All hail the King of Trolls: Why Armond White matters.

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By John Lavanga / A&E Editor

In a 1911 interview with The New York Times, Mark Twain remarked that the critical reception of his novel “The Prince and the Pauper” — which he perceived as pigeonholing the book as a simplistic comedy — “came mighty near changing the entire course of [his] literary life and incidentally gave [him] a lifelong yearning to kill a critic.”

“I shall never die happy unless I have at least scalped one,” he concluded.

Though the desire might be a bit extreme, and the method may be a hair antiquated, Twain’s hatred of critics is certainly not an isolated instance. Critics are divisive by occupation — it’s rare that we meet someone who actually enjoys being told that the project they’ve poured endless hours of labor into is an abject and utter failure. (Grade? Does it even deserve one? Fine then. Half a star. Fine. One Star.) Perhaps no one encapsulates the hatred a critic can inspire — or the importance of their work  — better than City Arts editor and film critic Armond White.

Frequently ruthless and always contrarian, White has developed an almost legendary reputation as the film world’s most incisive troll (long before we called them trolls), viciously panning films that many of his peers laud as brilliant. If a movie has a 99 percent fresh rating on Rotten Tomatoes, there’s a good chance White was probably the man standing in the way of a perfect score (see: Toy Story 3). Over the past several years, he’s trashed the Harry Potter films (“the dullest franchise in the history of movie franchises”), “Midnight in Paris” (“a global degradation of our culture standards”) and many others. As The A.V. Club’s Sean O’Neill put it, White is “the man who uses his breadth of film knowledge to create the most impressively researched versions of ‘U mad bro?’ in the realm of movie criticism.”

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On Monday night, White made headlines yet again because of claims that he heckled director Steve McQueen — whose film “12 Years a Slave” he dubbed “torture porn” akin to “The Human Centipede” — at the New York Film Critics Circle Awards, saying, among other things, “f*** you” and calling McQueen a “garbageman” as the director accepted the 2013 award for best director. Although White has denied the accusations, they fit all too well into his image as the film world’s proverbial — and perhaps now literal — heckler.

Whether or not the accusations made against White are true — even New Yorker writer David Denby claims that he overheard some of the insults lobbed — the stories fit nicely into the lore of White and have no doubt made it even easier to hate the man who might already be the film world’s most hated critic. Since the story broke, writers have been pointing to the incident as further evidence that White is a high-brow mouse-click baiter gleefully upsetting the sensibilities of the buttoned-down world of criticism by causing a ruckus and coming down on any film that the establishment determines is “relevant” simply because he can. Because it benefits him. Because we expect it. But most of all because he’s Armond White: King of Trolls.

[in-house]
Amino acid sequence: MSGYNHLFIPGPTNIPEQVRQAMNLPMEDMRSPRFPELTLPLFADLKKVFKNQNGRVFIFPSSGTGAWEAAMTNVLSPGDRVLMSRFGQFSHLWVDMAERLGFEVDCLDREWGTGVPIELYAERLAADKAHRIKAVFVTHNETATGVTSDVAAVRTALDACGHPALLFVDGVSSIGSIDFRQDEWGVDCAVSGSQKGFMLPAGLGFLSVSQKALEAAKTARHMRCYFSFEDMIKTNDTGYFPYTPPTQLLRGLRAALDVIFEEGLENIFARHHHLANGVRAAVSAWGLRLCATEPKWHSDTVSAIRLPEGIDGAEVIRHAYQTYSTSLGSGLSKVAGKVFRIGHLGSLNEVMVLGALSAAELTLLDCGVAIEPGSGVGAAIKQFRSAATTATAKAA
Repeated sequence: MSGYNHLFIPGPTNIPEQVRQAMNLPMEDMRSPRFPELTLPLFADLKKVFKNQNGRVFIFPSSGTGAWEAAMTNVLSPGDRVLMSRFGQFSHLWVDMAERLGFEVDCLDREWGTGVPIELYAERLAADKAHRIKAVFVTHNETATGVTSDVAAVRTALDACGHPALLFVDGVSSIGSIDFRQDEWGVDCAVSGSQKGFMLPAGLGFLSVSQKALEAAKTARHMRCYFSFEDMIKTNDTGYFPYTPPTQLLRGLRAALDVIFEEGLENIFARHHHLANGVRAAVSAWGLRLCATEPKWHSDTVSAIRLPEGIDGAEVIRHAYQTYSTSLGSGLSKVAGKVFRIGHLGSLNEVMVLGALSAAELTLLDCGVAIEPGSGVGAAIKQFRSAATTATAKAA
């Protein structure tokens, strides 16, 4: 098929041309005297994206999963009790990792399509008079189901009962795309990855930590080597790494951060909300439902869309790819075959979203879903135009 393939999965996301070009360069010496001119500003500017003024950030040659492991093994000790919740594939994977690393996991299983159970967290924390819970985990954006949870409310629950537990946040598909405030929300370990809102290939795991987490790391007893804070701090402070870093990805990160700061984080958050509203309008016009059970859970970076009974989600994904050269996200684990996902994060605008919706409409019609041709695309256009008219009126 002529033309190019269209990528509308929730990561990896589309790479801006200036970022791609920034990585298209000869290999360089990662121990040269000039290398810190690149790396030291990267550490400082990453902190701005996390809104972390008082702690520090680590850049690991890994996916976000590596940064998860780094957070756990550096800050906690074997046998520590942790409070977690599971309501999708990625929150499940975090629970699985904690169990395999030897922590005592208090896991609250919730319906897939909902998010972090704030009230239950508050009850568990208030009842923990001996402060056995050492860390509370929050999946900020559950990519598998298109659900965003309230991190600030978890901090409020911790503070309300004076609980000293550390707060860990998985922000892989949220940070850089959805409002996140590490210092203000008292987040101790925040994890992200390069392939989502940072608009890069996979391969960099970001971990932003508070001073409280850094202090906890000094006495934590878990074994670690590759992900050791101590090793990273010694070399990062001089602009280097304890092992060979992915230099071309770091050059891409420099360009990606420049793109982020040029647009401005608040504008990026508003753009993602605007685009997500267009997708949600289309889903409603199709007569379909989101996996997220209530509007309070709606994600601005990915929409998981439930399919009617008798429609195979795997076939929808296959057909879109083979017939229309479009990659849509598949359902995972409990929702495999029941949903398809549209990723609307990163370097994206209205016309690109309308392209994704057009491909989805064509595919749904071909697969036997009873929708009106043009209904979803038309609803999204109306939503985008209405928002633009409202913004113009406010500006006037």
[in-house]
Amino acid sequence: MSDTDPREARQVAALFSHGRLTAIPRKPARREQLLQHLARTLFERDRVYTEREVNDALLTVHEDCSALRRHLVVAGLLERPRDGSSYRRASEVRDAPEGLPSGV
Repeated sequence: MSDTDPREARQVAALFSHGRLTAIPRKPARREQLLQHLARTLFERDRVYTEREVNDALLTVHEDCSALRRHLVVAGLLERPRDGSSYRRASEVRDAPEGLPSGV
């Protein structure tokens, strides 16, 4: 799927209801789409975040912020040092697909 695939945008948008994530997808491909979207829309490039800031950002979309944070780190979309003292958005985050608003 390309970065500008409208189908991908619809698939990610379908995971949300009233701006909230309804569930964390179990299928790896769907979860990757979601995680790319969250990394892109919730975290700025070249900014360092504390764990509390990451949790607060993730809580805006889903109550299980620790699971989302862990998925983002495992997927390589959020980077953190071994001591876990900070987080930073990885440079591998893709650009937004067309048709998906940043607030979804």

Though there is certainly some truth to this perspective, simply writing White and his contrarian perspective off as snide trolling overlooks the value in White and the many writers and critics who sometimes resemble him. Though it’s difficult to agree with most of White’s sentiments about nearly any movie he happens to review, it isn’t very difficult to identify his qualms with these films — in fact, he’s written them all down in a review.

While it’s easy to roll your eyes at the fact that he enjoyed “Transformers 2: Dark of the Moon” but thought that “Toy Story 3” was awful, it’s a little bit more challenging to actually sit down and think about why he felt this way. Oftentimes, his reasoning isn’t off-base, and his criticisms often take a political angle that forces movie-goers to see the incredible challenges that lie in adapting history.

When he ticked off the sci-fi community by trashing the widely praised film “District 9,” his intent wasn’t just to troll. It was to point out the sorry job the movie had done of doing justice to the actual suffering felt under Apartheid rule in South Africa. His primary issue with “12 Years a Slave” was the use of gorgeous, artsy cinema to portray acts of horror beautifully. These pieces made readers grapple with some of the larger issues that these films, and countless others, deal with — just like good criticism should.

This isn’t to say that White isn’t a troll — he is. But he’s also a critic, and a good one, at that. In an era when it has become disturbingly easy for us to construct a media bubble in which we read only the opinions we agree with and cast off the rest (or our social media platforms filter them out for us), the intrusive, infuriating words of writers like White might be exactly what we need.

Write John at [email protected]